A while ago, I had to explain, not for the first time in my career, why using interfaces, having loosely-coupled code, and writing tests (first) is a good idea. Time and again, I find developers, teams and companies resisting certain ideas that have been around for years or even decades. One of the reasons often stated, is novelty. An idea, principle or technology is refused because it is new and who knows what the next thing will be. Better to

This article was written for a friend, who works in a company where developers are local admin on their PC’s, but don’t have access to the registry. I’m not sure if this is a Windows thing, or some custom solution of that company, but needless to say, developers weren’t happy with the situation. This article attempts to find some middle ground, but also explain, for non-technical people, why developers need access to the registry. Why do developers need access to

Pardon the cheeky title, but I’ll explain myself. Of course, your project is special, in that it is your work, your passion, your hobby, or possibly your nail-in-the-coffin although hopefully not. The point I would like to make is that we should avoid thinking our project is an exceptional project, and our specific problems haven’t been solved elsewhere. Often, teams or companies are confronted with a problem and they very quickly start implementing a solution. Instead, what they should do

I’ve worked on several enterprise-grade projects, both jumping in existing projects and starting from scratch. In these enterprise environments the applications I helped write were almost always entirely custom built. There was even a feeling of distrust towards pre-built UI controls (Telerik, DevExpress,…). We felt these libraries provided basic functionality but never met our specific requirements. Moreover, the time and hacks necessary to meet these requirements would not be worth it. In one case, we were able to “prove” that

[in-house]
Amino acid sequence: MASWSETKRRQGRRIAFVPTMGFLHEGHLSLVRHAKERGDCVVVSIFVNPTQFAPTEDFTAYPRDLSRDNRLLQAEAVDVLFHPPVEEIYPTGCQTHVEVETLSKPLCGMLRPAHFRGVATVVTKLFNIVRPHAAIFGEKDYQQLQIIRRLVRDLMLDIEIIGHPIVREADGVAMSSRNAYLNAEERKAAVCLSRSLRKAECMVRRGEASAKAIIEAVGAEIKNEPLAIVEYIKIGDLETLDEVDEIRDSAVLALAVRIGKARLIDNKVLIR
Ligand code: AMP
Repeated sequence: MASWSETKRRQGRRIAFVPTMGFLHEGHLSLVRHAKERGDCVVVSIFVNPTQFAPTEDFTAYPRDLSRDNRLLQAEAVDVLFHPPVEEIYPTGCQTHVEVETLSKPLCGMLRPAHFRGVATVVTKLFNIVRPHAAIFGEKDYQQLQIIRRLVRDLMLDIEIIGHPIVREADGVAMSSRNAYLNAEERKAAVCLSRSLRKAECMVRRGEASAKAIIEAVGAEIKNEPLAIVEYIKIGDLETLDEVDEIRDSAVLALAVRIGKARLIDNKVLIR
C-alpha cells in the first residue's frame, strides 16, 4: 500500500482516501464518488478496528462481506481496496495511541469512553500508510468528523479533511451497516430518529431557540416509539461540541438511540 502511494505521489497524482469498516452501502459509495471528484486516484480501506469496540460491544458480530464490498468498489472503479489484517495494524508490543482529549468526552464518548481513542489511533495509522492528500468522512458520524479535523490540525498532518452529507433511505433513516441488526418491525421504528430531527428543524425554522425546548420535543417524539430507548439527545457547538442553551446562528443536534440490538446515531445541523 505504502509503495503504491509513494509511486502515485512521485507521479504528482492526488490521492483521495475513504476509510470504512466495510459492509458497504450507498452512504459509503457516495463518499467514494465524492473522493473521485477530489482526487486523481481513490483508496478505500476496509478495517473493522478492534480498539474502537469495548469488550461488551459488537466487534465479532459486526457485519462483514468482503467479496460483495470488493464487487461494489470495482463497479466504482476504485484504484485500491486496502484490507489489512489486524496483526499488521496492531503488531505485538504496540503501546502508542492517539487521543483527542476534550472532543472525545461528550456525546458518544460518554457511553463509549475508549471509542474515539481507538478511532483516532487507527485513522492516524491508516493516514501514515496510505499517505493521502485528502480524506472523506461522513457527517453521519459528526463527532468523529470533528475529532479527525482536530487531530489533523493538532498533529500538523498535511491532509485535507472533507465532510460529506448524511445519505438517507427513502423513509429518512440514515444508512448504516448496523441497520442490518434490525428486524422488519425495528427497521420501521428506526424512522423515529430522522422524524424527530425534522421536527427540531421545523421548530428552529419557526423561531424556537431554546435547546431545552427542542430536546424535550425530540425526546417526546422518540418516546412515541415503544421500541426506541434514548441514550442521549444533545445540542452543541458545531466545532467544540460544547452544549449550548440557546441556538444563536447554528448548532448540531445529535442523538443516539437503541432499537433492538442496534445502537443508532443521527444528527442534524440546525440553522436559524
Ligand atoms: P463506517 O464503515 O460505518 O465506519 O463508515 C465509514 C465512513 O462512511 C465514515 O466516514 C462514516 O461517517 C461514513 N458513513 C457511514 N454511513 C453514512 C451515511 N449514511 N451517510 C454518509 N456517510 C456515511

CORRECTION: The post referenced in this article is an old post by Scott. Somehow, I managed to look over the date of Scott’s post and assume this was the most recent post. So while my reaction is very much late, and I believe Scott has moved on (as he mentions in his most recent post), I believe the points made still stand. While Scott won’t use a list of trivia questions anymore, too many companies still do.My apologies to Scott

If you’re not familiar with the Joel Test, it’s a list of 12 questions by which you can assess the quality of a software product/team: Do you use source control? Can you make a build in one step? Do you make daily builds? Do you have a bug database? Do you fix bugs before writing new code? Do you have an up-to-date schedule? Do you have a spec? Do programmers have quiet working conditions? Do you use the best tools

On every project I’ve worked on, I’ve come to a point where performance or memory usage of the application is an issue. And every time, the company has no license for a profiling tool, nor do they want to invest in it. Every time, we’ve had to resort ourselves to free trials of tools, which only last for a couple of days. When that trial period is over, and you encounter a similar problem 3 months later, you have to

Those who know me, know I’m a big proponent of unit testing. I try to write my tests first, but I don’t believe in absolutes. If you write your tests afterwards, at least you’re testing. But not everyone is even convinced of the value of automated tests (be it unit, integration, end-to-end). Frequently, this discussion is a pointless one, because it’s all about vague arguments and based on experience. You have to take a ride in the car (or at

The project I’ve been working on for the last year and a half has finally gone into production. That is, it was already running along in production, but it wasn’t steering the big furnaces it was meant to control yet. (These furnaces heat up big slabs of steel to be able to roll them down to thin sheets of steel). I’m proud to say that up until now, the switch from the old, Fortran-based system to the new, .NET-based system

I don’t like tech certifications. At least not the easy to medium level ones. Maybe the really hard, top-level certs are worth something, but other than that, I find them close to useless. And expensive. Technology exams and certifications are, unfortunately, still quite in demand. Job postings either mention it as a requirement or a plus, or consultancy and recruiting firms mention it to potential clients. My guess is people who require certifications from candidates either have little technical knowledge